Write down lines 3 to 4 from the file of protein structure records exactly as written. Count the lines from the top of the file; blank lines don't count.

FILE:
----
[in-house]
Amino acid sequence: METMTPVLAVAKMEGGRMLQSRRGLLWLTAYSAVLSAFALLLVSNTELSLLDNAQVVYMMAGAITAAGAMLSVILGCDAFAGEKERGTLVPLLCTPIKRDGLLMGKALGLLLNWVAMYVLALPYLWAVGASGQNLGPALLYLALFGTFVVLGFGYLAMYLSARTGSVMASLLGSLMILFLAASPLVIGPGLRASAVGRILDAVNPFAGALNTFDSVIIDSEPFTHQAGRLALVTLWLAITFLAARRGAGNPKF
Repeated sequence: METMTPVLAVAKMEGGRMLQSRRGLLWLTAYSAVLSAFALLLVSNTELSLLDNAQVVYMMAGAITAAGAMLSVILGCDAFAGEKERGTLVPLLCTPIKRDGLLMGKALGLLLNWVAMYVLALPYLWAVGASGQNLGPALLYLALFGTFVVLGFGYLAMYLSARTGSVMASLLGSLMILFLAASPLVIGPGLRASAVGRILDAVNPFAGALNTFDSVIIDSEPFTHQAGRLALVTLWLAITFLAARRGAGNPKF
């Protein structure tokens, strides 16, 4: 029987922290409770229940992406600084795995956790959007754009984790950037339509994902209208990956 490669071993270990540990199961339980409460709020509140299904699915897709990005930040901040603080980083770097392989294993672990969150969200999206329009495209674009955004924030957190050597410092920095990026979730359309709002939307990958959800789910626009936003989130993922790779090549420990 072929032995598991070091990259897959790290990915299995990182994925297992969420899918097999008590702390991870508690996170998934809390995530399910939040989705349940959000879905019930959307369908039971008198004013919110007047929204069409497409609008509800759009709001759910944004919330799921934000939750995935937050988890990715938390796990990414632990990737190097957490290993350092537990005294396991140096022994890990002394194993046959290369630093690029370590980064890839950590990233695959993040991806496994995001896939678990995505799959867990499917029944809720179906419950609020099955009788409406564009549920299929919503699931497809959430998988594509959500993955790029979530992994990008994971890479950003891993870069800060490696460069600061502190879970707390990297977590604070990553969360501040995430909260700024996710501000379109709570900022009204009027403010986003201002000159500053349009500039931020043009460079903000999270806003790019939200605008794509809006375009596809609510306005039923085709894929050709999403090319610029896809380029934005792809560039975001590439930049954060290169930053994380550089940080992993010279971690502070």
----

Repeated sequence: METMTPVLAVAKMEGGRMLQSRRGLLWLTAYSAVLSAFALLLVSNTELSLLDNAQVVYMMAGAITAAGAMLSVILGCDAFAGEKERGTLVPLLCTPIKRDGLLMGKALGLLLNWVAMYVLALPYLWAVGASGQNLGPALLYLALFGTFVVLGFGYLAMYLSARTGSVMASLLGSLMILFLAASPLVIGPGLRASAVGRILDAVNPFAGALNTFDSVIIDSEPFTHQAGRLALVTLWLAITFLAARRGAGNPKF
């Protein structure tokens, strides 16, 4: 029987922290409770229940992406600084795995956790959007754009984790950037339509994902209208990956 490669071993270990540990199961339980409460709020509140299904699915897709990005930040901040603080980083770097392989294993672990969150969200999206329009495209674009955004924030957190050597410092920095990026979730359309709002939307990958959800789910626009936003989130993922790779090549420990 072929032995598991070091990259897959790290990915299995990182994925297992969420899918097999008590702390991870508690996170998934809390995530399910939040989705349940959000879905019930959307369908039971008198004013919110007047929204069409497409609008509800759009709001759910944004919330799921934000939750995935937050988890990715938390796990990414632990990737190097957490290993350092537990005294396991140096022994890990002394194993046959290369630093690029370590980064890839950590990233695959993040991806496994995001896939678990995505799959867990499917029944809720179906419950609020099955009788409406564009549920299929919503699931497809959430998988594509959500993955790029979530992994990008994971890479950003891993870069800060490696460069600061502190879970707390990297977590604070990553969360501040995430909260700024996710501000379109709570900022009204009027403010986003201002000159500053349009500039931020043009460079903000999270806003790019939200605008794509809006375009596809609510306005039923085709894929050709999403090319610029896809380029934005792809560039975001590439930049954060290169930053994380550089940080992993010279971690502070």